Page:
Instagram chief Adam Mosseri is relocating to London – as the company deals with backlash from over algorithm changes in its battle with TikTok for younger users – a place where average engineering salaries are up to three times lower than those in San Francisco.
Mosseri’s move is part of the Meta-owned social platform’s effort to grow its presence in the UK and will effectively make London the company’s biggest engineering base since it already has more than 4,000 employees.
One source familiar with the move suggested to the Financial Times that the plans were a ‘cost saving measure’ since engineers in the UK are paid up to three times less than in San Francisco.
Mosseri’s move is part of the Meta-owned social platform’s effort to grow its presence in the UK. Pictured above is the company’s King’s Cross office
According to Glassdoor, the average software engineer at Meta in San Francisco is paid $169,000 and the salaries range up to $545,000. The average software engineer at Meta in London is paid about $69,000 and the salaries range up to $74,000.
His temporary relocation comes at a very challenging time for Instagram and its parent company, Meta, which recently posted its first-ever quarterly revenue decline – prompting CEO Mark Zuckerberg to say that ‘many teams are going to shrink.’
The company could also take advantage of the UK government’s research and development tax credits, which were recently overhauled. However, Mosseri has not met with any UK officials in the last year.
A spokesperson for Meta told DailyMail.com: ‘Given the global nature of his role, Adam will be temporarily based out of London later this year. London is already Meta’s largest engineering hub outside of the US, with over 4,000 employees across our offices, including a dedicated Instagram product team with people focused on building long term solutions for creators.’
A wide range of users, including the Kylie Jenner (above), were not happy with changes announced by Instagram that put more emphasis on videos, sponsored posts and posts or videos from people you don’t follow
Last week, Instagram reversed itself and admitted that recent changes to the app were ‘not good’ after Kim Kardashian joined a chorus of criticism from celebrity influencers and regular users who said Instagram needs to just be Instagram and stop mimicking its rival, the video-sharing platform TikTok.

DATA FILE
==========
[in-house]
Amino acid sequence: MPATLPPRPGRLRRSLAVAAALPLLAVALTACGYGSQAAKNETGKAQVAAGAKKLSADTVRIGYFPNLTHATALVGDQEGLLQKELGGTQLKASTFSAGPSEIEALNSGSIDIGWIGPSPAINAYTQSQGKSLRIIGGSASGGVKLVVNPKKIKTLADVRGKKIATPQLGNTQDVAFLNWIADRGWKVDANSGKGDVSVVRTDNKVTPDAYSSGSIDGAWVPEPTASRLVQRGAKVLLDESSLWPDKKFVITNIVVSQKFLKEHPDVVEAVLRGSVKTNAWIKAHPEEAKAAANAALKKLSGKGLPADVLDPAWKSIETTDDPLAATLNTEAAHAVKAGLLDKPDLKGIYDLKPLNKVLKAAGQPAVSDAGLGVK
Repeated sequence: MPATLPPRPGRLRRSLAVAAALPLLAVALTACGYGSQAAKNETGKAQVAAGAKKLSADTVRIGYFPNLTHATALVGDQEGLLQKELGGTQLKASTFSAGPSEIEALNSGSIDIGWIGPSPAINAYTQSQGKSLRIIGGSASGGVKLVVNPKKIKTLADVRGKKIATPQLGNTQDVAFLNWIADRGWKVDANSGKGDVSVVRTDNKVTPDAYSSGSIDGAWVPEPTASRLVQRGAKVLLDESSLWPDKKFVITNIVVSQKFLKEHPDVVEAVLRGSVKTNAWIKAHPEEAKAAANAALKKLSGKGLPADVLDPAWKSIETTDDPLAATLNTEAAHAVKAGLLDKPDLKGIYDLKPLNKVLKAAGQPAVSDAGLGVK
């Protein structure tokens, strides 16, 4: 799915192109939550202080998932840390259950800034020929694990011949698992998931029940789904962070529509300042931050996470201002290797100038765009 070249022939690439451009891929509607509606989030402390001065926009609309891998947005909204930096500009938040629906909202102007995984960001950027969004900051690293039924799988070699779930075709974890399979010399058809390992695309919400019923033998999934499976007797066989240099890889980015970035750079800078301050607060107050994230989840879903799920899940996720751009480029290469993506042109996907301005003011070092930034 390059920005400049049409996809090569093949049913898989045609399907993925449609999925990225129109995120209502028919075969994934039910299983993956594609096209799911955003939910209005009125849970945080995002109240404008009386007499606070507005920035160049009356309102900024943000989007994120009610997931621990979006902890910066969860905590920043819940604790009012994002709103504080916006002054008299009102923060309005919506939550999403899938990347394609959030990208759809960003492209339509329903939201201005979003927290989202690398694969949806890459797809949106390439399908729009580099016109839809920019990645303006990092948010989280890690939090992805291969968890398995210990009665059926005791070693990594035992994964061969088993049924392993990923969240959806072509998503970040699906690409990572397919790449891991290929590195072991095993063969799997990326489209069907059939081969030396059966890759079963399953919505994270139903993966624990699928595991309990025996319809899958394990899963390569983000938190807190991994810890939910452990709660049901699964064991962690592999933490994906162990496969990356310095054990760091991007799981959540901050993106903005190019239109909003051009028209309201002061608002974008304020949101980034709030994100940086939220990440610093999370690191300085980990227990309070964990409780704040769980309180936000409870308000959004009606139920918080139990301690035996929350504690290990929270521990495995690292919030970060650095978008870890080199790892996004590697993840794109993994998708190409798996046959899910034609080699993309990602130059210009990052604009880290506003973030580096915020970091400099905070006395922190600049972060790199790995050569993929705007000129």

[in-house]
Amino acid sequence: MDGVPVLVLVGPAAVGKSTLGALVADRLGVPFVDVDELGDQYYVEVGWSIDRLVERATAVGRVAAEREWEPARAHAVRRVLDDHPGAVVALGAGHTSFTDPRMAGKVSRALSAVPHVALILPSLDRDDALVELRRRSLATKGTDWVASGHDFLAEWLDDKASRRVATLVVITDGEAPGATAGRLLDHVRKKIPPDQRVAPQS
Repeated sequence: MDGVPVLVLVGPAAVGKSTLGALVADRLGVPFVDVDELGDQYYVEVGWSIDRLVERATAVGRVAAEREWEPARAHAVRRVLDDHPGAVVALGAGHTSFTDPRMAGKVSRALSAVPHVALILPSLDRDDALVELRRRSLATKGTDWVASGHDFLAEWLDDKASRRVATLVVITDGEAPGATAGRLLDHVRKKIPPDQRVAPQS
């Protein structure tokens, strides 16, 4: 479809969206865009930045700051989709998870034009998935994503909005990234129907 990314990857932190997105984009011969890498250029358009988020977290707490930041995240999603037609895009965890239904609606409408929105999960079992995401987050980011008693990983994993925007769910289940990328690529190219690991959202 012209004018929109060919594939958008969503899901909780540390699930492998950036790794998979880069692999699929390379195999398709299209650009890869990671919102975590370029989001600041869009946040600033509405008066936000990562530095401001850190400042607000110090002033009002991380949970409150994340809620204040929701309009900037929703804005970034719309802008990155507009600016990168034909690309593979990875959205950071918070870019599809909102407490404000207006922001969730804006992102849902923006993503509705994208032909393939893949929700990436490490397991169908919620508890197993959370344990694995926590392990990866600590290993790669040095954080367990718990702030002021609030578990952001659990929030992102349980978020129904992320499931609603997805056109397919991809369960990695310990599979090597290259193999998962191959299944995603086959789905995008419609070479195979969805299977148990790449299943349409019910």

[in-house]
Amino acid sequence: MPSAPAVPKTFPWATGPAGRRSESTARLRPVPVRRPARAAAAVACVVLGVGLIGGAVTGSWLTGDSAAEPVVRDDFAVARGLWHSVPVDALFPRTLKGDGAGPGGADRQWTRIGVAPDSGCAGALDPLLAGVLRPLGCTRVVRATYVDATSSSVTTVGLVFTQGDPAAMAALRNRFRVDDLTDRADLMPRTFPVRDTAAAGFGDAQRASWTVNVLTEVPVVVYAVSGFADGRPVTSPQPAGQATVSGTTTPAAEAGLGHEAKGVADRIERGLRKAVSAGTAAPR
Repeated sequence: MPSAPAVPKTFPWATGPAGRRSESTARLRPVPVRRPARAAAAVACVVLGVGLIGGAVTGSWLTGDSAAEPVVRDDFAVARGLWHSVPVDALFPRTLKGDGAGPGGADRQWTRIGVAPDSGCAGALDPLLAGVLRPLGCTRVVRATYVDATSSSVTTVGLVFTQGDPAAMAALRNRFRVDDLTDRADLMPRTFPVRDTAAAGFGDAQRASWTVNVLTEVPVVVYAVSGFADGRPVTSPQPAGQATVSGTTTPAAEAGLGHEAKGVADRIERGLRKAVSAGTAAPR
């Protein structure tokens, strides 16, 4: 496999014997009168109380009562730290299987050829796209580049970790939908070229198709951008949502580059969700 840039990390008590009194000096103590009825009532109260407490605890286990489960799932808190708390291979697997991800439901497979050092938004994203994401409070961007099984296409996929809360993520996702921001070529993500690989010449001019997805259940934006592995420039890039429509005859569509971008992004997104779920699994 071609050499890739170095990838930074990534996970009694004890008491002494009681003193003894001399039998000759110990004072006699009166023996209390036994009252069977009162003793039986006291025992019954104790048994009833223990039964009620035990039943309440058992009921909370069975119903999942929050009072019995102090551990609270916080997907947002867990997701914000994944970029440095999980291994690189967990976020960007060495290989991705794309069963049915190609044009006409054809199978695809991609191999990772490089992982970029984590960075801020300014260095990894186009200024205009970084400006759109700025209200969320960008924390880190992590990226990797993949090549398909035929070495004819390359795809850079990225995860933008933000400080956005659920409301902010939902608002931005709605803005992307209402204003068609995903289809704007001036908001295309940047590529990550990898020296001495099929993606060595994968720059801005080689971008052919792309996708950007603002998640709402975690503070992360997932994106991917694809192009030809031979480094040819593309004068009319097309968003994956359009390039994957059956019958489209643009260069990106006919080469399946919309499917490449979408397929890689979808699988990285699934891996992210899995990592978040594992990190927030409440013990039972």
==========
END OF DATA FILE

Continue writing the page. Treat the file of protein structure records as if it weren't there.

Mosseri, seen above, joined the tech firm in 2008 and led the team that developed Facebook’s News Feed. He became Instagram’s boss in 2018
Musician and actor Simon Curtis said: ‘It now feels like Facebook- an ugly, Frankenstein’s monster of an app, where old people go to get fed ads, be scammed, and get confused.’
Chrissy Teigen said: ‘we don’t wanna make videos Adam lol’
Author Roxane Gay tweeted: ‘It sucks right now. Stop trying to be TikTok. I don’t want to make videos.’
In addition, users were not happy with the higher number of sponsored posts and posts from people they do not follow in their feeds.
‘Right now, about 15 per cent of content in a person’s Facebook feed and a little more than that of their Instagram feed is recommended by our AI from people, groups, or accounts that you don’t follow,’ Zuckerberg recently said.
However, a recent test conducted by six reporters at DailyMail.com revealed that the numbers are notably higher.
On average, 31.6 percent of the Instagram feed was filled with photos from someone you follow, while 16 percent was filled with videos from someone you follow. Meanwhile, 25.3 percent of posts were sponsored, and 27 percent were suggested.
Mosseri joined the tech firm in 2008 and led the team that developed Facebook’s News Feed. He became Instagram’s boss in 2018 after the app’s co-founders left the company.
In its results last week, Meta’s total costs and expenses increased 22 per cent year on year in the first quarter, while headcount was up 32 per cent. Net income plunged by 36 percent compared to the previous quarter, to $6.7 billion.
Mosseri is known for his close relationship with Meta CEO Mark Zuckerberg, pictured above